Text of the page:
1. After watching both the Celtics and Pacers bodies of work from the regular season, it was fair to guess that this series would feature ugly, physical basketball. That’s exactly what we got in Game 1. Both teams went at each other hard right from the tip. In the end, Boston shot slightly better in the second half and eliminated some of their sloppiness. That was enough to make the difference between a win and a loss.
2. You knew Kyrie Irving, after missing the 2018 NBA Playoffs, was going to want to make an impact from the jump in this game. He came out aggressively and scored on Boston’s first possession. In our series’ preview, we mentioned that Irving should win the matchup with Darren Collison fairly decisively. Shots like this go a long way towards that:
3. While Irving is Boston’s best player, Al Horford is Boston’s most important player. He’s got defensive versatility like almost no other big in the NBA. Here, Horford picked up Collison on switch. For most bigs, this is a problem. Horford completely shuts down Collison and stymies any chance of this possession being successful:
4. In addition to being physical and ugly, this game also continued a troubling trend for the Celtics against the Pacers: they turned the ball over early and allowed a bunch of offensive rebounds in the first half. Many of the turnovers were unforced, which seemed to come from the Celtics being way too juiced to start the game. On the plus side, just like in the regular season, Boston cleaned things up significantly in the second half. It’s no coincidence that it went hand-in-hand with the Celtics pulling away and making the game a blowout.
5. Despite the struggles in the first half, a welcomed sight kept Boston in the game: Marcus Morris becoming and offensive machine again. Morris had a wonderful start to the season. He was the Celtics most consistent player pre-Christmas. Somewhere after the holidays, extending through most of the rest of the regular season, Morris fell off. He seemed to get back on track when Brad Stevens moved him back to a bench role late in the year. His production against an over-matched Indiana second unit was huge for Boston.
6. Speaking of Stevens and the rotation, he had to make a lineup change with Marcus Smart out. He went with conventional wisdom and started Jaylen Brown. Brown was a mess offensively, as he seemed way too eager to start the game. He was rushing shots and playing a little out of control. On the other end of the floor, Brown had the desired impact though. He defended Bogdanovic quite well and that helped throw the Pacers off their game. Brown will settle down offensively for Game 2 and should remain the starter.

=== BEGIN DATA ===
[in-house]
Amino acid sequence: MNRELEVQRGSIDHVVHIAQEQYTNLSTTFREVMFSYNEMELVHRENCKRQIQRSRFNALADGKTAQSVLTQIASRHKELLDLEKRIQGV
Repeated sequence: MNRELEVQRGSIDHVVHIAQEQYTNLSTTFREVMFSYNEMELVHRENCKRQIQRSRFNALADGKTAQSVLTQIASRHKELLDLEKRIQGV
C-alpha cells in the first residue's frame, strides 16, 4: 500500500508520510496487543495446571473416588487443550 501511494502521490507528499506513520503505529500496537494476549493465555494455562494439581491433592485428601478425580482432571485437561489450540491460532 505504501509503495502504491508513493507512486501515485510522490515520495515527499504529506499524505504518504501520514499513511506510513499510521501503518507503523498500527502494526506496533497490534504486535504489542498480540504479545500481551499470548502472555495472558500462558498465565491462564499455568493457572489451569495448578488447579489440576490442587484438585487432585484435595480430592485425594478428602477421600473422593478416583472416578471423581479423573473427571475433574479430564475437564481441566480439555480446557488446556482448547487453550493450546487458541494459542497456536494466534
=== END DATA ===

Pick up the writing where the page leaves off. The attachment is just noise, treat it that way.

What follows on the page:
7. Part of what was cleaned up in the second half were plays like this from the first half. Irving goes on a mini-mental vacation here and loses track of Cory Joseph. This allows Joseph to dribble into a three-pointer with a late contest from Irving. In the second half, Boston didn’t have any plays like this:
8. A big part of the second half turnaround was keyed by Boston amping up their ball pressure on defense. The Pacers ballhandlers rarely had a clean dribbling lane and the Celtics pressured passers very well. This both forced turnovers and caused Indiana to take several rushed shots in late-clock situations.
One other change was how Boston defended Bojan Bogdanovic in pick and roll situations. The second defender started jumping Bogdanovic as soon as he came off the screen. This was usually Horford or Aron Baynes. This tactic threw off Indiana’s offensive timing, which led to those hurried, late-clock shots.
9. Another key to the turnaround was playing through Horford. In so many ways, Horford is the Celtics “grownup in the room”. He’s the one who helps settle everything down for Boston. Throughout the second half, the Celtics used Horford extensively. Thaddeus Young simply isn’t big enough to handle Horford on the block. And when he does try to muscle up, Horford uses his skill like this:
10. As was expected, Stevens planned his rotation to take away Domantas Sabonis as much as possible. Sabonis was the Pacers best player against Boston in the regular season, mostly because the Celtics couldn’t guard him in the paint. Stevens pulled Baynes early in each half, and then went back to Baynes when Sabonis checked in late in the first and third quarters. Baynes is easily Boston’s most physical post defender and he was a big part of Sabonis shooting just 3-of-9 for the game.
11. Back to Horford: How nice is it to have a big who can do this? Horford defends Young at the rim, gets the rebound, pushes the ball and finds Hayward on the run for the layup. There are only a few other bigs that can make this sort of sequence of plays. That Boston has one is a huge advantage to steal easy offense, which is a premium in the postseason.
12. Jayson Tatum was quietly effective for the Celtics throughout the game. He scored 15 points and played solid defense against a number of different Pacers, including Bogdanovic. He drilled two three-pointers in the second half, including this one here. One minor worry: this was the last made shot for Boston. They emptied the bench shortly after this shot, but going scoreless for the final 3:34 of a playoff game still isn’t great. Much ado about nothing most likely, but still something that raised an eyebrow.